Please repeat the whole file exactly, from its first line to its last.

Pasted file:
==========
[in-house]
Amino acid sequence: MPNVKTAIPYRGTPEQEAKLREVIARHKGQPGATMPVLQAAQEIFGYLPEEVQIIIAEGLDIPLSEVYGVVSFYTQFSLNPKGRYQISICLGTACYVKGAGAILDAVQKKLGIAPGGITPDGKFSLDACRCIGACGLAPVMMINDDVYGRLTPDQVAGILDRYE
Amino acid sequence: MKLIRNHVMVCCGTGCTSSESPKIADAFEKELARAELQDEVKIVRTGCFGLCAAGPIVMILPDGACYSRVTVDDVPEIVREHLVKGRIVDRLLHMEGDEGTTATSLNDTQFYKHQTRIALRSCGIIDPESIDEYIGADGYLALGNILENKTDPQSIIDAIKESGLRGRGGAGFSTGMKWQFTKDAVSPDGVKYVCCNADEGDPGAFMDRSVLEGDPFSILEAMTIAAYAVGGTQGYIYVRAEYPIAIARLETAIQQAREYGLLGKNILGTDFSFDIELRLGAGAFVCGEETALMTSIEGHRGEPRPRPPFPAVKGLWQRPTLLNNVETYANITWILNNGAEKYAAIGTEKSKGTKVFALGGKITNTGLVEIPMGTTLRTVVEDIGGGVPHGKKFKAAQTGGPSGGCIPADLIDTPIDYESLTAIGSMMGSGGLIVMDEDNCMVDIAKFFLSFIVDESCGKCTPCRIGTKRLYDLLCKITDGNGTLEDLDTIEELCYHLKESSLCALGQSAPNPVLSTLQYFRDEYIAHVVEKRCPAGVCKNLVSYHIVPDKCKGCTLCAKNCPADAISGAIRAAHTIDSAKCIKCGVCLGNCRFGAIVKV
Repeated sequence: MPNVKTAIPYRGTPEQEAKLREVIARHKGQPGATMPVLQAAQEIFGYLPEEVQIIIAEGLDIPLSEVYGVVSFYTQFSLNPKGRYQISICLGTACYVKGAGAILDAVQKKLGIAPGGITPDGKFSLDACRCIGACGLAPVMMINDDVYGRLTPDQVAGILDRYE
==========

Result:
[in-house]
Amino acid sequence: MPNVKTAIPYRGTPEQEAKLREVIARHKGQPGATMPVLQAAQEIFGYLPEEVQIIIAEGLDIPLSEVYGVVSFYTQFSLNPKGRYQISICLGTACYVKGAGAILDAVQKKLGIAPGGITPDGKFSLDACRCIGACGLAPVMMINDDVYGRLTPDQVAGILDRYE
Amino acid sequence: MKLIRNHVMVCCGTGCTSSESPKIADAFEKELARAELQDEVKIVRTGCFGLCAAGPIVMILPDGACYSRVTVDDVPEIVREHLVKGRIVDRLLHMEGDEGTTATSLNDTQFYKHQTRIALRSCGIIDPESIDEYIGADGYLALGNILENKTDPQSIIDAIKESGLRGRGGAGFSTGMKWQFTKDAVSPDGVKYVCCNADEGDPGAFMDRSVLEGDPFSILEAMTIAAYAVGGTQGYIYVRAEYPIAIARLETAIQQAREYGLLGKNILGTDFSFDIELRLGAGAFVCGEETALMTSIEGHRGEPRPRPPFPAVKGLWQRPTLLNNVETYANITWILNNGAEKYAAIGTEKSKGTKVFALGGKITNTGLVEIPMGTTLRTVVEDIGGGVPHGKKFKAAQTGGPSGGCIPADLIDTPIDYESLTAIGSMMGSGGLIVMDEDNCMVDIAKFFLSFIVDESCGKCTPCRIGTKRLYDLLCKITDGNGTLEDLDTIEELCYHLKESSLCALGQSAPNPVLSTLQYFRDEYIAHVVEKRCPAGVCKNLVSYHIVPDKCKGCTLCAKNCPADAISGAIRAAHTIDSAKCIKCGVCLGNCRFGAIVKV
Repeated sequence: MPNVKTAIPYRGTPEQEAKLREVIARHKGQPGATMPVLQAAQEIFGYLPEEVQIIIAEGLDIPLSEVYGVVSFYTQFSLNPKGRYQISICLGTACYVKGAGAILDAVQKKLGIAPGGITPDGKFSLDACRCIGACGLAPVMMINDDVYGRLTPDQVAGILDRYE